Monday, May 16, 2011

VM is the New Black!

So proclaimed Amanda Henderson from Gloss Creative at last Tuesday nights Retail Design Institute gathering for ‘Tailoring the New Shopping Experience.’ VM is experiencing a revival  as “the rockstar of the retail world” after having “been systematically dismantled in chain stores over the past decade in favour of topline advertising concepts and sales driven merchandising strategies.”

Henderson believes that the best examples of VM are created through collaborative efforts when artists, architects, interior designers, even graphic designers are given a brand’s permission to experiment, along with creative freedom. This ‘Hybrid Design’ approach allows for a blurring of forums – where the installation could be viewed in a gallery, on a runway, in a corporate boardroom or in a retail store.

Gloss Creative, amongst other endeavours, has been responsible for the Sportsgirl Suite – a staging area at flagships Bourke Street, Chadstone and Pitt Street, that is dedicated to art style installations where no product is required to be displayed and the only brief is that the content must be Sportsgirl minded – fun, energetic and colourful.

Their latest installation for the brand ‘make do and mend’ ties in with the brands focus on knitting. Not just knitwear in their latest range, but also a series of knitting workshops they’re running in store and DIY knitting videos available on the Sportsgirl blog. Gloss collaborated with illustrator, Chantel De Sousa and created a range of forest animals that are surrounded by handcrafted acorns and knitted scarves displayed within a houndstooth setting.

knit 1 knit 2 knit 3

Another recent collaboration linked with Sportsgirl’s ‘Fashion Icons’ campaign. Gloss created “an inspired souvenir shop with a collection of fashion icon plates displayed in cabinets, on the walls, overflowing in piles on the floor.” They strung hessian bunting and printed flags overhead with the premise, “given the chance what fashion icon would you have for dinner?”

dinner 1 dinner 2 dinner 3 

Henderson also noted that we are seeing a greater effort to build VM into store design. Take Aesop for example – the stores have little VM. Instead objects like bottles, cardboard and furniture pieces have been incorporated into the design to act as an alternative to traditional shop fixtures.

aesop adelaide 1 aesop flinders 1 aesop london 1

Paul Bonnici, Director of Create & Communicate 2C (but probably best known as former Director of Marketing & Creative at Myer) spoke of the importance of VM in an area he knows intimately - department stores. He believes their real challenge in vying for the top spot in the global post GFC economy is “taking an innovative idea and commercialising it.” He referenced Bergdorf Goodman for their ability to create campaigns that provided a point of difference. In April they ran a couple of very different promotions including ‘Blue Yarn’ which featured accessories and bags and elements of blue stitching.

image image image 

They also displayed ‘Water for Elephants’, tying in with the film starring Reese Witherspoon and Robert Pattinson. Two completely unrelated campaigns, but which both attracted the attention of shoppers and drove traffic in store.

image image image

Bonnici also spoke of the charming Merci in Paris’ Marais District. It contains a mix of homewares, a florist, perfumery, restaurant, book shop and clothing. The Fiat in the front courtyard takes on different elements relating to the season. They change the store over each week and tweak daily – every visit guarantees something new.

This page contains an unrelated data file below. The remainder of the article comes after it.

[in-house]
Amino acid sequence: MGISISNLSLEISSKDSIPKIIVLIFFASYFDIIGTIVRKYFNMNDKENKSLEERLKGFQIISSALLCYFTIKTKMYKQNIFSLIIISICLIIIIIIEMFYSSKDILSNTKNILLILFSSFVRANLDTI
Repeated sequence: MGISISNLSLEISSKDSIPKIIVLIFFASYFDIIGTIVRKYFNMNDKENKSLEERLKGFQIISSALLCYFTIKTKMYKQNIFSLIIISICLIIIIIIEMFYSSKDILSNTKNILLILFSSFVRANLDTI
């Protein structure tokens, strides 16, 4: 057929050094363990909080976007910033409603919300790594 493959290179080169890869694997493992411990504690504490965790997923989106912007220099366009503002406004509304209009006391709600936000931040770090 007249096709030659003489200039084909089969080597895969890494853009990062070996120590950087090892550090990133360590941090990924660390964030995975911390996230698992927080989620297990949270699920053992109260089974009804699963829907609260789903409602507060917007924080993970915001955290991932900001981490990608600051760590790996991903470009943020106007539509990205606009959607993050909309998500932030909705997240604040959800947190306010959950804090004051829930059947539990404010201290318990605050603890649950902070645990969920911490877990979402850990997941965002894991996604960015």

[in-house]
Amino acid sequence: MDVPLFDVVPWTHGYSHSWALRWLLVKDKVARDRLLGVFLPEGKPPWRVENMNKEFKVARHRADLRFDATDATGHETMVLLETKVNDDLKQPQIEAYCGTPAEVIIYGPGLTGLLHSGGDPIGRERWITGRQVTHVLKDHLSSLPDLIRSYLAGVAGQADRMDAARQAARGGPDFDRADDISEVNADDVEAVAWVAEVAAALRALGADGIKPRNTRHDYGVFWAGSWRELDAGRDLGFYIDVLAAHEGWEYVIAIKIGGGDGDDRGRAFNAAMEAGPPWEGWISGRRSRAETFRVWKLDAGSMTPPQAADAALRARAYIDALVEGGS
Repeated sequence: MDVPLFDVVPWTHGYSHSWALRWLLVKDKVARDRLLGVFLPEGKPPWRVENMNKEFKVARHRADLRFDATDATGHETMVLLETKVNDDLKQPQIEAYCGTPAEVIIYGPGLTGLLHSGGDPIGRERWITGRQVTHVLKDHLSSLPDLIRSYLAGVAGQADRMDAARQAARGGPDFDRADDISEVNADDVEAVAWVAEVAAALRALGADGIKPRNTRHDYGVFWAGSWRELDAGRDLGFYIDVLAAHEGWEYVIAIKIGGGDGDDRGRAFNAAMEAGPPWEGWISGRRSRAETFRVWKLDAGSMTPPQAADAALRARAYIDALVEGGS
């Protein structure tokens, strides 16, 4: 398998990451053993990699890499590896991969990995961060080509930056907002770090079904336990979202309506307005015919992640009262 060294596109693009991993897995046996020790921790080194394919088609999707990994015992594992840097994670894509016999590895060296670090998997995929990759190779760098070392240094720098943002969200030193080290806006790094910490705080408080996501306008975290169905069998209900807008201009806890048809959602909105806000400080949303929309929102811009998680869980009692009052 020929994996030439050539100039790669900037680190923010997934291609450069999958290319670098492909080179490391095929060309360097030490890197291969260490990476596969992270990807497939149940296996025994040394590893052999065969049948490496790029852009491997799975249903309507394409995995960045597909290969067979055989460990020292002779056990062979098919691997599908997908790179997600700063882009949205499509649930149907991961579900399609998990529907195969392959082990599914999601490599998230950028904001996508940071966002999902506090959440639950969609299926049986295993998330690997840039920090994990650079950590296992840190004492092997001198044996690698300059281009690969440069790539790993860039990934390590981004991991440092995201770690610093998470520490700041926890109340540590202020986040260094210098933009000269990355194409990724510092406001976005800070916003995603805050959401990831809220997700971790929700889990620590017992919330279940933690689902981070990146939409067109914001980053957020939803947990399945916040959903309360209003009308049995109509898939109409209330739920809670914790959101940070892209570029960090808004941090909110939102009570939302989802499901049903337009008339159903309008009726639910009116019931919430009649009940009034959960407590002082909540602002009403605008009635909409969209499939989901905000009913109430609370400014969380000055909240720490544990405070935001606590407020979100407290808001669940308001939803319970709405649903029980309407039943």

ceramics at merci, paris

Selfridges was also applauded for its longstanding commitment to bringing entertainment to its stores. Harry Gordon Selfridge opened the store in 1909 with the intention of bringing wonders from around the globe to amaze and excite customers. Despite a change of ownership in the past decade, the store still holds this mantra in high regard. Such an example is the Yellow Promotion which celebrated 100 years of Selfridges. Theming reached all touchpoints – windows, VM, entertainment, through to the uniforms and food. There was even alignment with brands such as Coca-Cola to create exclusive yellow products.

Bonicci summed up by providing his checklist for how to create a successful VM campaign:
  1. Look beyond the product,
  2. Consider the retailers business model,
  3. Don’t censor ideas,
  4. Maintain objectivity; and
  5. Commit to a timeline.
The department store discussion does lead on to the topic of our own two major retailers, Myer and David Jones which have both completed refurbishments of their Melbourne flagships in the past 12 months. You may have wondered why, when I live in this city,  I haven’t written about either of them. The simple answer is that they haven’t inspired me to write. Whilst Myer does go someway to reflect the high quality finishes and design elements of overseas department stores, they both fall well short of any Wow factor. This sentiment appeared to be reflected throughout the audience when discussed at question time. Bonnici succinctly informed all that both these businesses are lacking a Creative Director, driving home once again the importance of establishing strong creative structures within retail businesses.

As a side note I do believe the builds of the refurbished DJs and Myer stores have the potential to be wonderful places. They both need to find the courage and invest in making them truly creative and inviting spaces. I hope they give me reason to share such activities with you in the very near future.

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